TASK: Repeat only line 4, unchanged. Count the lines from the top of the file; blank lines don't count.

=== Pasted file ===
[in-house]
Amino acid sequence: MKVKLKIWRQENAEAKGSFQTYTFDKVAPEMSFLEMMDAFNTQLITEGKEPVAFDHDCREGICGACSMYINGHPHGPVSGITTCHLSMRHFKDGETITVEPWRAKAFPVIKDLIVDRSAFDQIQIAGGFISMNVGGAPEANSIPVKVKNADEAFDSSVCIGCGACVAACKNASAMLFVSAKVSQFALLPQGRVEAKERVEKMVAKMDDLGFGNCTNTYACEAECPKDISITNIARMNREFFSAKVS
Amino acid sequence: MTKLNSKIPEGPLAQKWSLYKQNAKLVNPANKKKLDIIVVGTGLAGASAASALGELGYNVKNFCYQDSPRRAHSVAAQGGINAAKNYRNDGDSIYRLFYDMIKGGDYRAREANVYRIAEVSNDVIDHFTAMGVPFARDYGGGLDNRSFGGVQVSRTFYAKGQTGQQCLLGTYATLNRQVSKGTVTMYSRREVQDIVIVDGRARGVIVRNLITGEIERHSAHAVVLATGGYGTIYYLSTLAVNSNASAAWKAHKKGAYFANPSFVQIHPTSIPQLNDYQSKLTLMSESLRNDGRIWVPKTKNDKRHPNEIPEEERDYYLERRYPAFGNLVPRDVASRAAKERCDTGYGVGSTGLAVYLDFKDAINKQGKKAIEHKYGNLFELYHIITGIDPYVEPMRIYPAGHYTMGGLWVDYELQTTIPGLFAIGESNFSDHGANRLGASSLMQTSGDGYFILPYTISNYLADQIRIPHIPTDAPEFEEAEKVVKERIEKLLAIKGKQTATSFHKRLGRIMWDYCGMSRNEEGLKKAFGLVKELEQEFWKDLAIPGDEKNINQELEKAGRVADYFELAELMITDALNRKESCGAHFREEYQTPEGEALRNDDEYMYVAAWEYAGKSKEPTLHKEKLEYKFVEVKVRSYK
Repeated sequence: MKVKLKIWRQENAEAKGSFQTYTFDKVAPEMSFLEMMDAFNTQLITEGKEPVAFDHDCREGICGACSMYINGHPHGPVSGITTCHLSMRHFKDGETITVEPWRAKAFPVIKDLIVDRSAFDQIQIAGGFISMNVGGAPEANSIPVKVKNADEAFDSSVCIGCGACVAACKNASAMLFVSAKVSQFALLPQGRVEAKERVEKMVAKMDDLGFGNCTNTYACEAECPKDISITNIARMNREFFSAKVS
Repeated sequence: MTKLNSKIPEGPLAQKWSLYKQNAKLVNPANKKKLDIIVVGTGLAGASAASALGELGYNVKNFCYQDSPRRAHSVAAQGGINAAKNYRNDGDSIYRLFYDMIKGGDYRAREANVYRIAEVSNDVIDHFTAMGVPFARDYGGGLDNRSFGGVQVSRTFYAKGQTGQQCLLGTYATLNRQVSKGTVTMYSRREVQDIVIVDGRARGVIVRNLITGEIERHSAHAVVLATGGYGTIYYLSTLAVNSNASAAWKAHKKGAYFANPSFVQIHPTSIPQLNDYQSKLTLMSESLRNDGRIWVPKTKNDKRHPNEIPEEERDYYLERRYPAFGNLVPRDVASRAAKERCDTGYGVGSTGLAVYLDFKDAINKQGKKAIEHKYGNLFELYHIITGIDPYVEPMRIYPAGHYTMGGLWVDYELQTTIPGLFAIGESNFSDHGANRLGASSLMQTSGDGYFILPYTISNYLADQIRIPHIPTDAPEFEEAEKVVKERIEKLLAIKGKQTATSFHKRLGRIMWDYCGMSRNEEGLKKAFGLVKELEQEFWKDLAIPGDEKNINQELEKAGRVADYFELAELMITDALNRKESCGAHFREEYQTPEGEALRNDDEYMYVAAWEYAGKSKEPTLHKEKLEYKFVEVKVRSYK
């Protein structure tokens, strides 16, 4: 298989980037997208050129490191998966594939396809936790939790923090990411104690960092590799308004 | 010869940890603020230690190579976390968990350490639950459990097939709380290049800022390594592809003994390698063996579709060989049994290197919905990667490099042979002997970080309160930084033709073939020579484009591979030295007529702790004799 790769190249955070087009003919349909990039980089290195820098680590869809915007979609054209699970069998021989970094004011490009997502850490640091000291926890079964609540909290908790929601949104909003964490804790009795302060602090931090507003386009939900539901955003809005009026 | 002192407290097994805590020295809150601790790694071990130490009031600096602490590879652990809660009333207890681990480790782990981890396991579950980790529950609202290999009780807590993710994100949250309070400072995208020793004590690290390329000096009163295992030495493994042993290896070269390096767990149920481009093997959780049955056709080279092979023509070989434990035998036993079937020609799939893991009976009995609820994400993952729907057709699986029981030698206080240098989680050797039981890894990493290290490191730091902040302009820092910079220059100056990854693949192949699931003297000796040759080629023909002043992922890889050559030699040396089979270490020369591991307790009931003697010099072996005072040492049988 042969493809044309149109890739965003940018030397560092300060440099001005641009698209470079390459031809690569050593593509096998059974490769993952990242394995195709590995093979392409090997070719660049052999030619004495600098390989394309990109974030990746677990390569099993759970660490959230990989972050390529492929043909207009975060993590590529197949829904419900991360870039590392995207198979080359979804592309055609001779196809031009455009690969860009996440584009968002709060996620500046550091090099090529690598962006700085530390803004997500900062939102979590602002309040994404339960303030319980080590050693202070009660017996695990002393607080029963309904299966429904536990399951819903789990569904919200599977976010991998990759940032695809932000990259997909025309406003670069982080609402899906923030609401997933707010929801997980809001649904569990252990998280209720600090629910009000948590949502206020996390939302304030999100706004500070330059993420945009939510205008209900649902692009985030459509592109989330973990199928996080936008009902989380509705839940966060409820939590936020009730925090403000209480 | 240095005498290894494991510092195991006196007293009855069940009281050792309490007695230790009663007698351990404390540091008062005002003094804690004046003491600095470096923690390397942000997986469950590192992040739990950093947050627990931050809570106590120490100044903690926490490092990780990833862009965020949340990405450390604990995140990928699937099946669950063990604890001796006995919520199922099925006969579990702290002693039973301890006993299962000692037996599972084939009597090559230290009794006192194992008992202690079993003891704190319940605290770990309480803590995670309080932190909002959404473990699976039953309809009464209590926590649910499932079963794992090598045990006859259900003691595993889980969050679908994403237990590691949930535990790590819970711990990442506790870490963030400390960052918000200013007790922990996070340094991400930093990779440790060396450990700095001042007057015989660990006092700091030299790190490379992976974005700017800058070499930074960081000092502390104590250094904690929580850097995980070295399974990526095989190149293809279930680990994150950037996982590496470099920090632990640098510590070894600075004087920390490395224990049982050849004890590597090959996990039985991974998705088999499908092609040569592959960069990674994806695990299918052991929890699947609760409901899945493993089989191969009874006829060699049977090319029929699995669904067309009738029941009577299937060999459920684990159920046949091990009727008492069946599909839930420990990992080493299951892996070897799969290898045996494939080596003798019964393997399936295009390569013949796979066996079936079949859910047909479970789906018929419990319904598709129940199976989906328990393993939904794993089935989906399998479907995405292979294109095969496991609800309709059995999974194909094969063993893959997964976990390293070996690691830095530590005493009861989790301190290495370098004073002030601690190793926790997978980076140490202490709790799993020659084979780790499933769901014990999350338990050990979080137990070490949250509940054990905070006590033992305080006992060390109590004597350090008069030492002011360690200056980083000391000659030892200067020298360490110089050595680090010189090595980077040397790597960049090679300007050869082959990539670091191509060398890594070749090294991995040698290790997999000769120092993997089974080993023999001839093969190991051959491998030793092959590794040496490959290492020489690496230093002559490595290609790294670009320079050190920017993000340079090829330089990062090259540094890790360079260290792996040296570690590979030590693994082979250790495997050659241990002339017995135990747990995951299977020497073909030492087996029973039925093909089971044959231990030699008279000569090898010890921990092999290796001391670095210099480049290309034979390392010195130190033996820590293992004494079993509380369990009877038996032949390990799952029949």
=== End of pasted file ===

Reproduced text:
Repeated sequence: MKVKLKIWRQENAEAKGSFQTYTFDKVAPEMSFLEMMDAFNTQLITEGKEPVAFDHDCREGICGACSMYINGHPHGPVSGITTCHLSMRHFKDGETITVEPWRAKAFPVIKDLIVDRSAFDQIQIAGGFISMNVGGAPEANSIPVKVKNADEAFDSSVCIGCGACVAACKNASAMLFVSAKVSQFALLPQGRVEAKERVEKMVAKMDDLGFGNCTNTYACEAECPKDISITNIARMNREFFSAKVS